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Among many other literary devices, Tolkien deploys a trope which must be unique to himself: the bilingual pun. An Elvish (Quenya or Sindarin) word evokes an English (or Old English) homonym.

In order for this to work, (1) the English word of the pair must resonate strongly with the reader, (2) the correspondence of sound must be close enough to be noticed by an ordinarily well-read person, and (3) the narrator must feign not to notice the resemblance. In addition, (4) the reader must be vain enough to suppose that he can detect resemblances where the author cannot. Finally, (5) the author must have on hand a proper etymology for the Elvish word, regularly deduced from its earliest root.

This technique can produce powerful effects, but it must be used sparingly. Each use detracts from the theory that the author is merely translating an existing text. Moreover, retrofitting such a pun into an existing text and language is a time-consuming job and can mean pages of rewriting.

Here are the cases that I have noticed; there must be others.

1. Mordor/murder and Numenor/numinous. These resemblances I take to be intentional. They are not very powerful, but they are not obtrusive either, and they help to set the atmosphere. Lewis approved of Numenor, or at least he borrowed it (misspelled) for his own use.

2. Sauron/saurian and hobbit/rabbit. These are red herrings, and were among the many false sources "detected" by the earliest reviewers. I don't believe that Tolkien intended these pairings.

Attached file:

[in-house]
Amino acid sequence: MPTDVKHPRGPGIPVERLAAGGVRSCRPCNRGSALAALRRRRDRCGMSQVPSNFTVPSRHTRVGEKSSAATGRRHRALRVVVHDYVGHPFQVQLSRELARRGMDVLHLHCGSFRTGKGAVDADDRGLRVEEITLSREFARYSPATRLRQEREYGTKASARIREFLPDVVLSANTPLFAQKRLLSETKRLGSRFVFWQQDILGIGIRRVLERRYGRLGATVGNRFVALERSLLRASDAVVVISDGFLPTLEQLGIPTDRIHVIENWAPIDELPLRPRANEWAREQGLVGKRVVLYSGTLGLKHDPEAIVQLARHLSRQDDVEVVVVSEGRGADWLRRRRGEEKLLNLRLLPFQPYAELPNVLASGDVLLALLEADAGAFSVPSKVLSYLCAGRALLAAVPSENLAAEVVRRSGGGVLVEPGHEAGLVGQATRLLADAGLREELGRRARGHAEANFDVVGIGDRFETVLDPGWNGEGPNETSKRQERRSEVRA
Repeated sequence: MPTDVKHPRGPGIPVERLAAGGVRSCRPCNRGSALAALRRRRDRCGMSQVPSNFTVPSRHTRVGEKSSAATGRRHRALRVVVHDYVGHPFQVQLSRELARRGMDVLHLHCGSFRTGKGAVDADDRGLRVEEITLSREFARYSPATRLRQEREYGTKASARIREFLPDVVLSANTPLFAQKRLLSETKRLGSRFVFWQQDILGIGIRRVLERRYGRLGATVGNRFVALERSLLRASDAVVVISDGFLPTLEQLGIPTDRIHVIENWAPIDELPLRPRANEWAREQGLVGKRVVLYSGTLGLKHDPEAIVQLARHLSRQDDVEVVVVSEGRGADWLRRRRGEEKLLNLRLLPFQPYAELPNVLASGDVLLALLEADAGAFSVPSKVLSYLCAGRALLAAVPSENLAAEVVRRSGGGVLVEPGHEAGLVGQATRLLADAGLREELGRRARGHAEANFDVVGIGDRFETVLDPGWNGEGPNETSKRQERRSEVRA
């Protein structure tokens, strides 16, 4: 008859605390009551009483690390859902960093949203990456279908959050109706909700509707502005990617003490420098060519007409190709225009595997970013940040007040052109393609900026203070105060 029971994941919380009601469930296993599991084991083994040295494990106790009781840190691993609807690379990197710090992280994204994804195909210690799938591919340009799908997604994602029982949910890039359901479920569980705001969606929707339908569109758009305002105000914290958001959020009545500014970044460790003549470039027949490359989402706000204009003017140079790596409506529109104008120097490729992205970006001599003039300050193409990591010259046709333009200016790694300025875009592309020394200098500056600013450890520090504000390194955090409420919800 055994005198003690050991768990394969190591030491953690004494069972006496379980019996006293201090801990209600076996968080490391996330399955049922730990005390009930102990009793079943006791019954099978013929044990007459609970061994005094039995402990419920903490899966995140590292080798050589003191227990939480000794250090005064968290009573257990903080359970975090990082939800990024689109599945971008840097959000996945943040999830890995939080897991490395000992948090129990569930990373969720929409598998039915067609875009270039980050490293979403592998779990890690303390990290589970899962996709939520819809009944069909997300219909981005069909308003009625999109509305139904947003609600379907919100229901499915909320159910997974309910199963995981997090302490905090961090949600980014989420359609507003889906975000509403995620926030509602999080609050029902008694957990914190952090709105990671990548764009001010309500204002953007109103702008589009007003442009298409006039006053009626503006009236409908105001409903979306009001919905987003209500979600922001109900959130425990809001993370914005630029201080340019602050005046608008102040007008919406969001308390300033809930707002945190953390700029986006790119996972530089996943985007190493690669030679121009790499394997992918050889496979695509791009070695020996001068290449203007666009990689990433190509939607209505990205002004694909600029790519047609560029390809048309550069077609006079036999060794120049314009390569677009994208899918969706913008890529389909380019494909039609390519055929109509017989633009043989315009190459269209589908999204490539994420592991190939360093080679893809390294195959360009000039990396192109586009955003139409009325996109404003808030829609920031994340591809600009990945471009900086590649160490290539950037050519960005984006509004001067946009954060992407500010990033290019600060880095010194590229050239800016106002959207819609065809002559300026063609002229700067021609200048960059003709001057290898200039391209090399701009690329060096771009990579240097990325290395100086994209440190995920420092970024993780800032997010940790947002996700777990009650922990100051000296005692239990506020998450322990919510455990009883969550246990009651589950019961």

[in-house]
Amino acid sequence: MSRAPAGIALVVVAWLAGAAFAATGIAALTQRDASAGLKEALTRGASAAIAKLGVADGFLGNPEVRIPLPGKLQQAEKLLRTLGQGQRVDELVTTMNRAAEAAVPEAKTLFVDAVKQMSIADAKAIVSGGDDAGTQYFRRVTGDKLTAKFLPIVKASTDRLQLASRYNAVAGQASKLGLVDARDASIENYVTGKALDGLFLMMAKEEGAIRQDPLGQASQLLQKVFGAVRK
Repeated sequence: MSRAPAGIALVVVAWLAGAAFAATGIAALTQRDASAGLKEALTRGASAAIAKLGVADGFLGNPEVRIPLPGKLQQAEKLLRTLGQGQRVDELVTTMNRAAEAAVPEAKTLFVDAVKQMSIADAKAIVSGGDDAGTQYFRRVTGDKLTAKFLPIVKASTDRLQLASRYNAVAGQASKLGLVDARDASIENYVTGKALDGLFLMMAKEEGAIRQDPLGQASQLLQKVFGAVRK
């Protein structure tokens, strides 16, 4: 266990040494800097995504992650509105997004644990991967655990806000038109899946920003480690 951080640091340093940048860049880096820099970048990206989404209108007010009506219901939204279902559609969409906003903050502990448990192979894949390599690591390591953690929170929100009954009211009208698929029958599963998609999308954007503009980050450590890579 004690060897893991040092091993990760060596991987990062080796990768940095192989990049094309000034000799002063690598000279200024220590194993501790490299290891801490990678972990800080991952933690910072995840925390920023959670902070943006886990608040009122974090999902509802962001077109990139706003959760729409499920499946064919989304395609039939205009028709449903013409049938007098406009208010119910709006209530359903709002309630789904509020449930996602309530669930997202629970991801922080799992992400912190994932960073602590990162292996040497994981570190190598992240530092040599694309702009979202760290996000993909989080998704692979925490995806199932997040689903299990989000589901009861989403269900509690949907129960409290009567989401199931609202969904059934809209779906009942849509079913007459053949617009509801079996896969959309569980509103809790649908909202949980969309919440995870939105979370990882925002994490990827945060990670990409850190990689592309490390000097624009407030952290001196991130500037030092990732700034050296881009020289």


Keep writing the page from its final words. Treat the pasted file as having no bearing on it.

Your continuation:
3. Avallane/Avalon and Atalante/Atlantis. Both are places in Numenor, from "The Akallabeth" in the Silmarillion. I was thunderstruck upon first encountering these. I saw at once that here was the explanation for both Tennyson's Avalon and Plato's Atlantis! Secondary belief solidified into primary belief the way supercooled water crystallizes into ice at the first tap. Until I got a grip on myself, I was ready to accept the Red Book of Westmarch as an actual historical document. I'm over it now, but I still think the resemblances are too great to be anything but intentional.

4. Orthanc. This is the only such pun acknowledged by Tolkien himself, who tells us (LotR III.8.555) that its name means both "Mount Fang" in Sindarin and "Cunning Mind" in Old English. You have to read Old English to appreciate this one, so I suspect JRRT was indulging a private joke here.

5. Gnome/know. "Gnome" had been intended to suggest the Greek word for knowledge, cognate with English "know." To most, it suggested instead silly plaster statues. So Tolkien wisely replaced it with Noldor.

6. Beleriand/Belerion. I have not seen this mentioned by any critic, so I will expatiate a little. Pytheas of Massalia (ie, Marseilles) was the first Greek to travel to Britain (circa 240bc). His writings survive only in fragments quoted by later authors. Pytheas describes Britain as an island off the Atlantic coast of Europe, on the hither side of Ultima Thule. It resembles Sicily in that it is triangular. He identifies two of the corners as Kent and Orkney. The third corner, which he calls Belerion, must therefore be Land's End (at the tip of Cornwall). This is where the tin mines are (see Carpenter 170).